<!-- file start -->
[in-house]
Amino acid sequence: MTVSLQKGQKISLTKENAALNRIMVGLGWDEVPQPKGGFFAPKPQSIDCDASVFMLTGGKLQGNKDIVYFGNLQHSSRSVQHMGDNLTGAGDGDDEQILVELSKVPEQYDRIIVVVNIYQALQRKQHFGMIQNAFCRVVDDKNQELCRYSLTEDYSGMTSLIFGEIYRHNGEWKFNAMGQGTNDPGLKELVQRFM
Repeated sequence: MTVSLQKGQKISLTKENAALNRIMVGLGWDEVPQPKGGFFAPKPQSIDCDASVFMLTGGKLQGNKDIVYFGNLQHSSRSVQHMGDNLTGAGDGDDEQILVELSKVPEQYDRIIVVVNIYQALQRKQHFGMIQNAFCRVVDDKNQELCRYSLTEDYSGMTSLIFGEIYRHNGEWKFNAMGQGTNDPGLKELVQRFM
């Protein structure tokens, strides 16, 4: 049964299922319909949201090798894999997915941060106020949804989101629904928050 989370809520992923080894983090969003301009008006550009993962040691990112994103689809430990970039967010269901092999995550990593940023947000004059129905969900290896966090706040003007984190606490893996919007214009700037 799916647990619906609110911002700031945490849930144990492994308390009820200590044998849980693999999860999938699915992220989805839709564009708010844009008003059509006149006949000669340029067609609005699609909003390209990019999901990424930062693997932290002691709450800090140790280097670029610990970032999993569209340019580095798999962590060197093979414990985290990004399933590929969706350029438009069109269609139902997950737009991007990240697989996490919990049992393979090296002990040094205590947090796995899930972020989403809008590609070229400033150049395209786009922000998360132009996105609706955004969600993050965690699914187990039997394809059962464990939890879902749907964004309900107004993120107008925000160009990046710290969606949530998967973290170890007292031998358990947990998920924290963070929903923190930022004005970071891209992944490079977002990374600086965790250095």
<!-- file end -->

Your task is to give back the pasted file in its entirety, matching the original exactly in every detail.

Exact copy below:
[in-house]
Amino acid sequence: MTVSLQKGQKISLTKENAALNRIMVGLGWDEVPQPKGGFFAPKPQSIDCDASVFMLTGGKLQGNKDIVYFGNLQHSSRSVQHMGDNLTGAGDGDDEQILVELSKVPEQYDRIIVVVNIYQALQRKQHFGMIQNAFCRVVDDKNQELCRYSLTEDYSGMTSLIFGEIYRHNGEWKFNAMGQGTNDPGLKELVQRFM
Repeated sequence: MTVSLQKGQKISLTKENAALNRIMVGLGWDEVPQPKGGFFAPKPQSIDCDASVFMLTGGKLQGNKDIVYFGNLQHSSRSVQHMGDNLTGAGDGDDEQILVELSKVPEQYDRIIVVVNIYQALQRKQHFGMIQNAFCRVVDDKNQELCRYSLTEDYSGMTSLIFGEIYRHNGEWKFNAMGQGTNDPGLKELVQRFM
């Protein structure tokens, strides 16, 4: 049964299922319909949201090798894999997915941060106020949804989101629904928050 989370809520992923080894983090969003301009008006550009993962040691990112994103689809430990970039967010269901092999995550990593940023947000004059129905969900290896966090706040003007984190606490893996919007214009700037 799916647990619906609110911002700031945490849930144990492994308390009820200590044998849980693999999860999938699915992220989805839709564009708010844009008003059509006149006949000669340029067609609005699609909003390209990019999901990424930062693997932290002691709450800090140790280097670029610990970032999993569209340019580095798999962590060197093979414990985290990004399933590929969706350029438009069109269609139902997950737009991007990240697989996490919990049992393979090296002990040094205590947090796995899930972020989403809008590609070229400033150049395209786009922000998360132009996105609706955004969600993050965690699914187990039997394809059962464990939890879902749907964004309900107004993120107008925000160009990046710290969606949530998967973290170890007292031998358990947990998920924290963070929903923190930022004005970071891209992944490079977002990374600086965790250095």